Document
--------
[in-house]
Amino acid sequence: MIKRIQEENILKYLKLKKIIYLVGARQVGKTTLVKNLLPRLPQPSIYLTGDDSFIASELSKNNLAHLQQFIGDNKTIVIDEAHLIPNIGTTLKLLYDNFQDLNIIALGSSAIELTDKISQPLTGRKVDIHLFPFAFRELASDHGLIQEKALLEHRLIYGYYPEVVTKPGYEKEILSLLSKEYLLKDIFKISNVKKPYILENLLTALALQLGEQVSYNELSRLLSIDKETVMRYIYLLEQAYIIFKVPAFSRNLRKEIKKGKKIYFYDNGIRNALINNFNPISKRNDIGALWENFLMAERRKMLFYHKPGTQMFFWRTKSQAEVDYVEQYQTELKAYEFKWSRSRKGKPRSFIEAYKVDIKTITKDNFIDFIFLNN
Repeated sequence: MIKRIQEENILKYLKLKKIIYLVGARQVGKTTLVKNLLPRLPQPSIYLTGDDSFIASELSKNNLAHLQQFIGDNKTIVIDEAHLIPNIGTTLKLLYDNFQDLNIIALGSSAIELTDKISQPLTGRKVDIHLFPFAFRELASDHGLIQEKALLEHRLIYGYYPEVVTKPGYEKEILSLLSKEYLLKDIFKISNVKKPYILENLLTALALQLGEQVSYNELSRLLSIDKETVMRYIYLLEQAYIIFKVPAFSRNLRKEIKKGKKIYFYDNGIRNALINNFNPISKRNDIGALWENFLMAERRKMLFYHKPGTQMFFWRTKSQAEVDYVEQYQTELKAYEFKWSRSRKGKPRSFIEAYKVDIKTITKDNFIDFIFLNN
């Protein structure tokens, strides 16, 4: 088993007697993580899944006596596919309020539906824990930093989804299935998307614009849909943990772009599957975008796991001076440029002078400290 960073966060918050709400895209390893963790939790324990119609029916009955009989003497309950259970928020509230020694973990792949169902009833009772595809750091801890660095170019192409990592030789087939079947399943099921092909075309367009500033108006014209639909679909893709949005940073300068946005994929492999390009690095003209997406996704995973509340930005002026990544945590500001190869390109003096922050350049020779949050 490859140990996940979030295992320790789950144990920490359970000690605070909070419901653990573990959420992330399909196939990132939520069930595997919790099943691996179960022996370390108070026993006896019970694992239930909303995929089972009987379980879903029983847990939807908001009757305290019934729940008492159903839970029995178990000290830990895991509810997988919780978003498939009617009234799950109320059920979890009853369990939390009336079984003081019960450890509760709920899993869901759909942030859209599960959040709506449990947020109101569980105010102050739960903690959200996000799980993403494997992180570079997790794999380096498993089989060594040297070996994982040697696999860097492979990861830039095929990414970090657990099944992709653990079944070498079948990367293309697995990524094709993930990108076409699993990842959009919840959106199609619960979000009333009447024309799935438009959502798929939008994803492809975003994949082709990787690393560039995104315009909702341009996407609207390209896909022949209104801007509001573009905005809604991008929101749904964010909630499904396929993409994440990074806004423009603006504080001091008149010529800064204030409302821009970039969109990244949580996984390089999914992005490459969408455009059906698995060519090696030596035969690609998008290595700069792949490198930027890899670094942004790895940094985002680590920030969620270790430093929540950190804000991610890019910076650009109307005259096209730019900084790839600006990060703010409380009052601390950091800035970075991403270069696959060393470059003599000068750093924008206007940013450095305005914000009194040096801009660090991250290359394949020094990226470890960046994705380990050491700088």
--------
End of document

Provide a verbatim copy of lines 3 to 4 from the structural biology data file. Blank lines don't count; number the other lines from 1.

Repeated sequence: MIKRIQEENILKYLKLKKIIYLVGARQVGKTTLVKNLLPRLPQPSIYLTGDDSFIASELSKNNLAHLQQFIGDNKTIVIDEAHLIPNIGTTLKLLYDNFQDLNIIALGSSAIELTDKISQPLTGRKVDIHLFPFAFRELASDHGLIQEKALLEHRLIYGYYPEVVTKPGYEKEILSLLSKEYLLKDIFKISNVKKPYILENLLTALALQLGEQVSYNELSRLLSIDKETVMRYIYLLEQAYIIFKVPAFSRNLRKEIKKGKKIYFYDNGIRNALINNFNPISKRNDIGALWENFLMAERRKMLFYHKPGTQMFFWRTKSQAEVDYVEQYQTELKAYEFKWSRSRKGKPRSFIEAYKVDIKTITKDNFIDFIFLNN
């Protein structure tokens, strides 16, 4: 088993007697993580899944006596596919309020539906824990930093989804299935998307614009849909943990772009599957975008796991001076440029002078400290 960073966060918050709400895209390893963790939790324990119609029916009955009989003497309950259970928020509230020694973990792949169902009833009772595809750091801890660095170019192409990592030789087939079947399943099921092909075309367009500033108006014209639909679909893709949005940073300068946005994929492999390009690095003209997406996704995973509340930005002026990544945590500001190869390109003096922050350049020779949050 490859140990996940979030295992320790789950144990920490359970000690605070909070419901653990573990959420992330399909196939990132939520069930595997919790099943691996179960022996370390108070026993006896019970694992239930909303995929089972009987379980879903029983847990939807908001009757305290019934729940008492159903839970029995178990000290830990895991509810997988919780978003498939009617009234799950109320059920979890009853369990939390009336079984003081019960450890509760709920899993869901759909942030859209599960959040709506449990947020109101569980105010102050739960903690959200996000799980993403494997992180570079997790794999380096498993089989060594040297070996994982040697696999860097492979990861830039095929990414970090657990099944992709653990079944070498079948990367293309697995990524094709993930990108076409699993990842959009919840959106199609619960979000009333009447024309799935438009959502798929939008994803492809975003994949082709990787690393560039995104315009909702341009996407609207390209896909022949209104801007509001573009905005809604991008929101749904964010909630499904396929993409994440990074806004423009603006504080001091008149010529800064204030409302821009970039969109990244949580996984390089999914992005490459969408455009059906698995060519090696030596035969690609998008290595700069792949490198930027890899670094942004790895940094985002680590920030969620270790430093929540950190804000991610890019910076650009109307005259096209730019900084790839600006990060703010409380009052601390950091800035970075991403270069696959060393470059003599000068750093924008206007940013450095305005914000009194040096801009660090991250290359394949020094990226470890960046994705380990050491700088």